Stone is not cold

Typical illustration

Stone Is Not Cold is a funny little book which combines photos of statues with Sasek drawings to make comic scenes. It's quite hard to describe without making it sound very corny, but is very charming in its own way.

The statues themselves are from museums in Rome, London, and the Vatican City - obviously spotted on Sasek's travels for This is Rome and This is London.

Everything in the book is in black and white so it seems quite drab after the This Is books, but after a few reads its charm wins through. The humour is very much of its time so as long as you keep that in mind, it's a real winner.

Stone is not Cold is also remarkable for having the most extensive biographical notes of any of his books. They don't give much away but it is still more than the other titles!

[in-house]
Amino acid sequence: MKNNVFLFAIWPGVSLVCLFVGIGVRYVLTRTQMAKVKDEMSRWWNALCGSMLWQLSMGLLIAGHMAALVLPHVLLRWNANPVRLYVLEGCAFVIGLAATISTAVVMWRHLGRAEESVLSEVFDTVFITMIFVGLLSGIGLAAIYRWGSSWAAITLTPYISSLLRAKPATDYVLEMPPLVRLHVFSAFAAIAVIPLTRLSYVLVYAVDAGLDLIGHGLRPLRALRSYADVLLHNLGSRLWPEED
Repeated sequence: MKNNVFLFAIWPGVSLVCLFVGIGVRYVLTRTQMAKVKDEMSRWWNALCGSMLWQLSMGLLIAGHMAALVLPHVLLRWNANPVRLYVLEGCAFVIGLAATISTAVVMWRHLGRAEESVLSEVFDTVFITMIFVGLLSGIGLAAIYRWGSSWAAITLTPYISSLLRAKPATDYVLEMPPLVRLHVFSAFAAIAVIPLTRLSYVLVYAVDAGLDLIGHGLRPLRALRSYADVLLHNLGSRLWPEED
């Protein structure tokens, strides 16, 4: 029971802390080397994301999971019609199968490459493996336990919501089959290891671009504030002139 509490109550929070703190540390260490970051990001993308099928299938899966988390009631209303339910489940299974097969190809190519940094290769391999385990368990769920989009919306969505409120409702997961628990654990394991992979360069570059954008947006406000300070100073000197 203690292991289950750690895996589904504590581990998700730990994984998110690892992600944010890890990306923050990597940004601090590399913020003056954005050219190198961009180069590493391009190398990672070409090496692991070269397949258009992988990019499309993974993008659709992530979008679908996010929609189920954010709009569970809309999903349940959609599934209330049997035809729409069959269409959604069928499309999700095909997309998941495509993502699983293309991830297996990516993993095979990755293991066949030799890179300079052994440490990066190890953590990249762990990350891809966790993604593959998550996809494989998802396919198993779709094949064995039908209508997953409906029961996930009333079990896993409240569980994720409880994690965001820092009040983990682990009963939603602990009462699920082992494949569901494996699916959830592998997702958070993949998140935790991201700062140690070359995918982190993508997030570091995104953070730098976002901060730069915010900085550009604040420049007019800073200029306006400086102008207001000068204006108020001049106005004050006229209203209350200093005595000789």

M (for Miroslav) SASEK grew up in Prague, where in the days before World War II, he was employed by a large publishing house. He wanted to be a painter, but this idea didn't appeal to his parents, and he studied architecture instead.

Most people in this country first became acquainted with Mr. Sasek through his remarkable series of travel books, "This Is Paris", "This Is London", "This Is Rome", and "This is New York" - a series which was intended for children but which beguiled their parents, too.

Although Mr. Sasek now thinks of Paris as his home, he doesn't spend much time there. Most of the time he is travelling about the world doing sketches for his books and for the paintings he regards as his major work. These paintings, he says, are 'very gray and black - very sad, as life is.'

The drawings in Stone is not cold are very gray and black, too - but no one would ever call them sad.

Stone is Not Cold sleeve notes.